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While thousands of athletes and spectators reveled Saturday in Santa Rosa’s newly reunified Old Courthouse Square during the inaugural running of an Ironman triathlon, many residents fumed over road closures that turned everyday trips into prolonged hassles.

Despite an unprecedented effort by city officials to prepare residents and businesses for the impending impact on Santa Rosa traffic, motorists found themselves trapped by an array of closures and travel restrictions that started at 8 a.m. on a sunny weekend morning.

Many hassles occurred along the Third Street corridor west of Highway 101 but also along the Ironman’s 56-mile bicycle leg from Lake Sonoma through vineyards south of Healdsburg, ending at Courthouse Square.

“It was crazy,” said Nancy Dotti of Santa Rosa, who said it took 90 minutes to return home from shopping at the farmers market at the Santa Rosa Veterans Memorial Building.

Unable to get back to her home off Fulton Road, Dotti said she ultimately parked at a shopping center on Stony Point Road and walked home.

Robbie Cream said it took almost an hour to get from Highway 12 to his home on West Third Street — usually done in five minutes — with his wife and an unhappy baby in the car.

“Ridiculous,” he said, asserting that Courthouse Square is a poor location for such an event “when people are hustling and bustling all day long.”

Arthur Hills said he was stuck on Third Street for 45 minutes creeping six blocks east to Stony Point Road en route to lunch.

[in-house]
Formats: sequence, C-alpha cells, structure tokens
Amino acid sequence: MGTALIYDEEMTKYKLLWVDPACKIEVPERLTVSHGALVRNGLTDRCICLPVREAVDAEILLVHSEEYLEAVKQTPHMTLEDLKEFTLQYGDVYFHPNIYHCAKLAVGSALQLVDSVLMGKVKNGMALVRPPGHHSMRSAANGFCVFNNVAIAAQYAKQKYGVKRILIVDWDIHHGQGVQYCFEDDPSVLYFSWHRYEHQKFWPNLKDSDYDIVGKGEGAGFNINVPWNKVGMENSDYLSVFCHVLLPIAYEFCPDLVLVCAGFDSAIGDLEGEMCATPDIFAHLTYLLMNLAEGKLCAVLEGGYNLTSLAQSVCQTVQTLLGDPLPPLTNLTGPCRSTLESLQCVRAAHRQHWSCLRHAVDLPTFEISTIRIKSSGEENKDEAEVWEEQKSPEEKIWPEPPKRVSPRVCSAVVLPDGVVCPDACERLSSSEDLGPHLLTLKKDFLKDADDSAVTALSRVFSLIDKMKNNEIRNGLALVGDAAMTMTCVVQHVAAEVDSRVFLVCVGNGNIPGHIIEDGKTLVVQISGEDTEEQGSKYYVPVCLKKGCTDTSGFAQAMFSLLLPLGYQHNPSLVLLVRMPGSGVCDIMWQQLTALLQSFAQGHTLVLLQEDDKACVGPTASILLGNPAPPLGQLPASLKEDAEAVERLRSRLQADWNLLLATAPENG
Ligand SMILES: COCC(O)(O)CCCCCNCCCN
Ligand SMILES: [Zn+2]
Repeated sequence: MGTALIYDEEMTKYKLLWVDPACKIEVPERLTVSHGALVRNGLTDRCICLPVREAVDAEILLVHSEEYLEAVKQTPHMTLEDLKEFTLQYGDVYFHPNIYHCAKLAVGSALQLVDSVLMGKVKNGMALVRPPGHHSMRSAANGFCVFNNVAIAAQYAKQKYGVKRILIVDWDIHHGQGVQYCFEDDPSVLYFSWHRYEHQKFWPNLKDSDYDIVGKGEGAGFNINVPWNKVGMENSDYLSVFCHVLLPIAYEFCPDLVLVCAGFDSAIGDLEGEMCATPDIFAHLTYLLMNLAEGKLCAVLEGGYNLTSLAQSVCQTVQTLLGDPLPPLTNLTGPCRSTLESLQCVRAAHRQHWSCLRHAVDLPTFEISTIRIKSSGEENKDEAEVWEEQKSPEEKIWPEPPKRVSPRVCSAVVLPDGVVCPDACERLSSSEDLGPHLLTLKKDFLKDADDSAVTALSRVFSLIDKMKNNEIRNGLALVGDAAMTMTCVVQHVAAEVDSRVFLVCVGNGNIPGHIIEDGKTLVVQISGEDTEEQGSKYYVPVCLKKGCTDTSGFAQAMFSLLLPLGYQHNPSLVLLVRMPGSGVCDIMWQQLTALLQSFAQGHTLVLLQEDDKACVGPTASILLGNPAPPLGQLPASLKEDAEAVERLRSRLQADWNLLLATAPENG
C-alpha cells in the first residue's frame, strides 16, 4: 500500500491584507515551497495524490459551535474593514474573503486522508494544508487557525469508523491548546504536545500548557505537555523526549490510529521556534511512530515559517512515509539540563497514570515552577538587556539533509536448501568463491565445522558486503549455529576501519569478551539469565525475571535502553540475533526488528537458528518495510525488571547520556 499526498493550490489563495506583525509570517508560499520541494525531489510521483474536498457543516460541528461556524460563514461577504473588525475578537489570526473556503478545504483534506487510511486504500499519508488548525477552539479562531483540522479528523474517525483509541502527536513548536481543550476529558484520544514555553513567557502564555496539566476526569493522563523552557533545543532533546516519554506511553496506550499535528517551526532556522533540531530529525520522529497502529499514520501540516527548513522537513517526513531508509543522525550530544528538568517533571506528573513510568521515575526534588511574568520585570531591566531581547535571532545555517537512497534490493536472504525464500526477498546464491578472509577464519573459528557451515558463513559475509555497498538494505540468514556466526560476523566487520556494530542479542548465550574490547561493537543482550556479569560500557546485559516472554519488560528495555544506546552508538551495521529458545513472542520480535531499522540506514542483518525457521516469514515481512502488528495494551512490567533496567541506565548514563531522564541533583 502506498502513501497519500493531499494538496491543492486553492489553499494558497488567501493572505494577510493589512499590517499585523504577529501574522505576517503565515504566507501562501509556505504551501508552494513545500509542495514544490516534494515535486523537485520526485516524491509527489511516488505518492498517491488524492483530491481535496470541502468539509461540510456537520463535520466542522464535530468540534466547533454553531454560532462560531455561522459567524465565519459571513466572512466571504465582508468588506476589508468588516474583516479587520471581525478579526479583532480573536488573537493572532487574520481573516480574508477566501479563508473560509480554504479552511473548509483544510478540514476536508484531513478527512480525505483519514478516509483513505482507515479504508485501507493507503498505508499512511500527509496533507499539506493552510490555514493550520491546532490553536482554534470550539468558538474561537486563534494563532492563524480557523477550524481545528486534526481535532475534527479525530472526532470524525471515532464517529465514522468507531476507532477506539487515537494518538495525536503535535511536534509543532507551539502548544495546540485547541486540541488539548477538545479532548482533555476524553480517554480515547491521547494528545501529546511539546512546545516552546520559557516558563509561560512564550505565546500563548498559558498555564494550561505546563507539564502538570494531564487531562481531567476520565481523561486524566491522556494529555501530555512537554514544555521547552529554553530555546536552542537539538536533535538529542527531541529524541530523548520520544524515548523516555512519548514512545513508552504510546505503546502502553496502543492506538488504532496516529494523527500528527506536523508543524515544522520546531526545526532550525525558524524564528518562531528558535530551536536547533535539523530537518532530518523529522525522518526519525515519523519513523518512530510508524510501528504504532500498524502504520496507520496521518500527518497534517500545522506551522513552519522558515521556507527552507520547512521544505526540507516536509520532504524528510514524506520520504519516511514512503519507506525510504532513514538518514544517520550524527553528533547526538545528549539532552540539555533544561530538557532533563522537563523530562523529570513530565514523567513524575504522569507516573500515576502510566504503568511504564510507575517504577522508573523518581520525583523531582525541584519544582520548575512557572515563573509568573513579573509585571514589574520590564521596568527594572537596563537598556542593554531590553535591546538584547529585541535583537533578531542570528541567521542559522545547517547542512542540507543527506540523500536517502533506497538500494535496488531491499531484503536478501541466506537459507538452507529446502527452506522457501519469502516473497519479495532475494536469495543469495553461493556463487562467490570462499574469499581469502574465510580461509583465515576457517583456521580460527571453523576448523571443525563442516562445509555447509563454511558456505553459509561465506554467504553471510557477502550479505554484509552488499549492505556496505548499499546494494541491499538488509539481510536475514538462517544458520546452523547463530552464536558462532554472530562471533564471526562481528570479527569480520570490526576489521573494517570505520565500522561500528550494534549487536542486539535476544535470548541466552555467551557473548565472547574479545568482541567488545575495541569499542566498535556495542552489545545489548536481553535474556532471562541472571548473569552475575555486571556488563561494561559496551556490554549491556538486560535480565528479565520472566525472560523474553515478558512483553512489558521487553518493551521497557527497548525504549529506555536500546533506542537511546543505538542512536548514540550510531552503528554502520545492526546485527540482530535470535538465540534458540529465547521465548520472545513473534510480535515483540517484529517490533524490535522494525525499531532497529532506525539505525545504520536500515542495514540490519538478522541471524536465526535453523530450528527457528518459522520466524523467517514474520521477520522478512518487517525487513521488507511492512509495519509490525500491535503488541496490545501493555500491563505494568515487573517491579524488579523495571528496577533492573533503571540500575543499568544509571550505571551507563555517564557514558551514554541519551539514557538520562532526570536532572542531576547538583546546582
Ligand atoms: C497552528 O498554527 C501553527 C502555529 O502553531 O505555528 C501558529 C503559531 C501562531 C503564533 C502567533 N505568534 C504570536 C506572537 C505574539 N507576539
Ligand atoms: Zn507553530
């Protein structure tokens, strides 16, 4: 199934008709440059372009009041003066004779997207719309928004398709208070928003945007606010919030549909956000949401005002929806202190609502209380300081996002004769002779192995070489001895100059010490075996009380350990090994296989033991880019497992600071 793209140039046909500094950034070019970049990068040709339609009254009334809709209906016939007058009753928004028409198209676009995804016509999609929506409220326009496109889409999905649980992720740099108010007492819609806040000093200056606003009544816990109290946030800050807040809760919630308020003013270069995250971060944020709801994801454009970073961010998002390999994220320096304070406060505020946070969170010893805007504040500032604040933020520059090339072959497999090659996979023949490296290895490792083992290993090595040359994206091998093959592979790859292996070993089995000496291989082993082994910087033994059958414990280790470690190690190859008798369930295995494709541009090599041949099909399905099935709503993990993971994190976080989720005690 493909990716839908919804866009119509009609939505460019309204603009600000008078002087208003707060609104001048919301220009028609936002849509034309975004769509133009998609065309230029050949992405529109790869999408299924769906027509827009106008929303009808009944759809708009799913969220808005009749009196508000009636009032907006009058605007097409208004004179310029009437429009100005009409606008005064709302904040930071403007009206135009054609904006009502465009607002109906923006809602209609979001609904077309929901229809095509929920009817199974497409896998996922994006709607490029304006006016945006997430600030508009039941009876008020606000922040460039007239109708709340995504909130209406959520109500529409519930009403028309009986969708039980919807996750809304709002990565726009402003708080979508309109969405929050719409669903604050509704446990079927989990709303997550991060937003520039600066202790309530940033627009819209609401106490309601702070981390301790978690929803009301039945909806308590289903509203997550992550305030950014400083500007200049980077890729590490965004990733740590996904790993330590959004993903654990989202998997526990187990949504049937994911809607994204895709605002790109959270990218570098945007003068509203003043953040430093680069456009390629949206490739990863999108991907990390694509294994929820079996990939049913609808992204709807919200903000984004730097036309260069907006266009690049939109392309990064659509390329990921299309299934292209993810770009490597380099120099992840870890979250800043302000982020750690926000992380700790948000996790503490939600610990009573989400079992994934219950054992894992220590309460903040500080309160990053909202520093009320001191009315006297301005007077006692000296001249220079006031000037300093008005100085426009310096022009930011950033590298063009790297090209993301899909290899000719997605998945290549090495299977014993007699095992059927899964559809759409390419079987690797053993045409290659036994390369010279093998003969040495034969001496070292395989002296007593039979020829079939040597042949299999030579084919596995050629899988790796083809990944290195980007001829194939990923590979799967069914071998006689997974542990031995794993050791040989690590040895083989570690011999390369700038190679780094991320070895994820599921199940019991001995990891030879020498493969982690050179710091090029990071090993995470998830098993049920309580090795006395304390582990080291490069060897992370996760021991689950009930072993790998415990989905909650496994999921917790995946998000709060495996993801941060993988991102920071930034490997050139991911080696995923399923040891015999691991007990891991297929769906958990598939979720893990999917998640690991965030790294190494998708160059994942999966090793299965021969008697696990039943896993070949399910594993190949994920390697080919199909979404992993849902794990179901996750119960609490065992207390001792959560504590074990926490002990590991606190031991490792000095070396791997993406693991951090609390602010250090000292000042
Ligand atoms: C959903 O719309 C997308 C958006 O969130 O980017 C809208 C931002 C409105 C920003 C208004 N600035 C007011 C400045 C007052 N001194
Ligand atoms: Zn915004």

“It’s never been like this before,” Hills said. Run the Ironman route through East Santa Rosa, he suggested, “and see how they like it.”

For residents, as well as city officials and Ironman organizers who jointly planned it, Saturday’s event was like opening night for a stage play.

Windsor High School was the hub of the event, held for years under the Vineman banner until Ironman purchased it in 2015 and relocated the event to Courthouse Square this year, marking the start of a five-year, 10-race contract with the city.

The Santa Rosa Metro Chamber of Commerce estimated Saturday’s 70.3-mile race, combined with the full 140.6-mile Ironman in July, would bring $14 million in spending to Sonoma County.

Some critics said the city was in it for the money, overlooking the social impact on residents from an event that attracted about 2,800 endurance athletes from 41 states and 26 nations.

Raissa de la Rosa, the city’s economic development manager, said sold-out hotels and busy restaurants during the race week generated “a phenomenal infusion into our local economy over a short period of time.”

The accompanying tax revenue helps pay for city and county services, she said.

“It’s unfortunate that there were some people who were dramatically affected,” de la Rosa said, noting that city officials are already engaged in an assessment of the event.

“We still have to look at lessons learned,” she said.

Race director Dave Reid acknowledged there were “some issues along the route,” attributing them largely to the change in venue.

“It’s a new event,” he said, noting that residents will, over time, make adjustments to deal with it. More public education will likely lead to less discomfort, he said.